Most popular aircraft types, depending on their age and other factors, may be commercially financed with leading lenders. Valuations for finance purposes are based on a desktop valuation indicated by industry ‘Bluebook’ guides, and/or as assessed by an independent appraiser appointed by the financing institution.
The following simplistically describes the four commonly available financial alternatives offered by financial institutions to prospective purchasers of corporate aircraft:
Loan With Mortgage - A standard loan (available in any major currency) whereby title to the aircraft will be with the purchaser and a mortgage will be granted to the lending institution. The mortgage will be registered at the national registry having an acceptable Registry of Aircraft Mortgages. Capital allowances for the aircraft are for the borrower and interest payments under the loan are tax deductible for the borrower. Both the aircraft as an asset and the loan as a liability will appear in the balance sheet of the borrower.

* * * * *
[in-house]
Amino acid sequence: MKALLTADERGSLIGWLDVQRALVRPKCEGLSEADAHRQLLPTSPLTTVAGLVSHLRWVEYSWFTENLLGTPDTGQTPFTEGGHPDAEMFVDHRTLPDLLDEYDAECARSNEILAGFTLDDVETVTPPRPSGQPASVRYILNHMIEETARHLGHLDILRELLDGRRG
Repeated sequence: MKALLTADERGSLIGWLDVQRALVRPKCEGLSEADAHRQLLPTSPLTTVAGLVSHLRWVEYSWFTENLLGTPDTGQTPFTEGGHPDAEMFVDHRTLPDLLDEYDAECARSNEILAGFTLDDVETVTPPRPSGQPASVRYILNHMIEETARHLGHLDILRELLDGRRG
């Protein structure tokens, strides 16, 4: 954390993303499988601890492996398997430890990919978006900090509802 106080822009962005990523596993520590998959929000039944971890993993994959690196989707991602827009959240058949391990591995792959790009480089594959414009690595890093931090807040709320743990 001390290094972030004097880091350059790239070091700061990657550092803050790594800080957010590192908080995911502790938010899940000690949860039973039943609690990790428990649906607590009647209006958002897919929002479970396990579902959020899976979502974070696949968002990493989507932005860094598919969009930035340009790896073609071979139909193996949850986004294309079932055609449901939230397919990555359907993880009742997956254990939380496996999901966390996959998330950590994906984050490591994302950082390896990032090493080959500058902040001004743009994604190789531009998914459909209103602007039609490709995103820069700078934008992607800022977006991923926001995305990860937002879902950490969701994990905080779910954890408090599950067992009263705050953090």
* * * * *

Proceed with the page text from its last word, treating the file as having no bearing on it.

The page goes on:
Lease Purchase - In terms of taxation treatment, this has no difference to a loan with mortgage. The difference is that during the period of lease (say five years), ownership of the aircraft will be with the lender and this will automatically transfer to the borrower at the end of the lease period upon payment of a nominal purchase option sum. As in the case of the loan with mortgage, this is ‘on balance sheet’ to the borrower.
Finance Lease - In this situation, the ownership of the aircraft resides with the financial institution (lessor) and the borrower (lessee) pays a rental to use the aircraft. The lessor takes the capital allowances and the benefit of these is reflected in the rental payments. Title to the aircraft cannot pass directly to the lessee at the end of the lease term. The total rental payments under the lease are tax deductible for the lessee. The asset and liability will be ‘on balance sheet’ for the lessee.
Operating Lease - This is in many respects the same as above, however, as a result of the lessor (the financial institution) taking a residual value position on the value of the aircraft at the end of the lease term, the operating lease is ‘off balance sheet’ for the lessee (borrower). In terms of taxation treatment, it is the same as a finance lease.